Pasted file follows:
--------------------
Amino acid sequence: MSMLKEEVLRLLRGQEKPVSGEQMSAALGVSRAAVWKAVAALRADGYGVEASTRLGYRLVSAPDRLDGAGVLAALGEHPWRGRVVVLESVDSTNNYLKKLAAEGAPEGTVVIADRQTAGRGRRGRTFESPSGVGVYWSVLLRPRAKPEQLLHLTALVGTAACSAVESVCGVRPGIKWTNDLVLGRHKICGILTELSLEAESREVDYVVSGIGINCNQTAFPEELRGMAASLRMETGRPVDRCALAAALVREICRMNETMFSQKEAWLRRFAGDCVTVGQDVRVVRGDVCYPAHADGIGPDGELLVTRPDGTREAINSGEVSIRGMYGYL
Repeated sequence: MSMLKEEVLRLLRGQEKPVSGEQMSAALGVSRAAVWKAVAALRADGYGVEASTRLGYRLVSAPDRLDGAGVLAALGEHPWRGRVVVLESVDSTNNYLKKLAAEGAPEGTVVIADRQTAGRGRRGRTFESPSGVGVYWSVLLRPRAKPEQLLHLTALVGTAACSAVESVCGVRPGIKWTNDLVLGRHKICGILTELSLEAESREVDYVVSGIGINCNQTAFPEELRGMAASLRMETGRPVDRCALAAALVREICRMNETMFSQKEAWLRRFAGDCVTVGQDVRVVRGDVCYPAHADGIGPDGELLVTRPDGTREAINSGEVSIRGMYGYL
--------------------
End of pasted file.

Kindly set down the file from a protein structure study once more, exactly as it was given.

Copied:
Amino acid sequence: MSMLKEEVLRLLRGQEKPVSGEQMSAALGVSRAAVWKAVAALRADGYGVEASTRLGYRLVSAPDRLDGAGVLAALGEHPWRGRVVVLESVDSTNNYLKKLAAEGAPEGTVVIADRQTAGRGRRGRTFESPSGVGVYWSVLLRPRAKPEQLLHLTALVGTAACSAVESVCGVRPGIKWTNDLVLGRHKICGILTELSLEAESREVDYVVSGIGINCNQTAFPEELRGMAASLRMETGRPVDRCALAAALVREICRMNETMFSQKEAWLRRFAGDCVTVGQDVRVVRGDVCYPAHADGIGPDGELLVTRPDGTREAINSGEVSIRGMYGYL
Repeated sequence: MSMLKEEVLRLLRGQEKPVSGEQMSAALGVSRAAVWKAVAALRADGYGVEASTRLGYRLVSAPDRLDGAGVLAALGEHPWRGRVVVLESVDSTNNYLKKLAAEGAPEGTVVIADRQTAGRGRRGRTFESPSGVGVYWSVLLRPRAKPEQLLHLTALVGTAACSAVESVCGVRPGIKWTNDLVLGRHKICGILTELSLEAESREVDYVVSGIGINCNQTAFPEELRGMAASLRMETGRPVDRCALAAALVREICRMNETMFSQKEAWLRRFAGDCVTVGQDVRVVRGDVCYPAHADGIGPDGELLVTRPDGTREAINSGEVSIRGMYGYL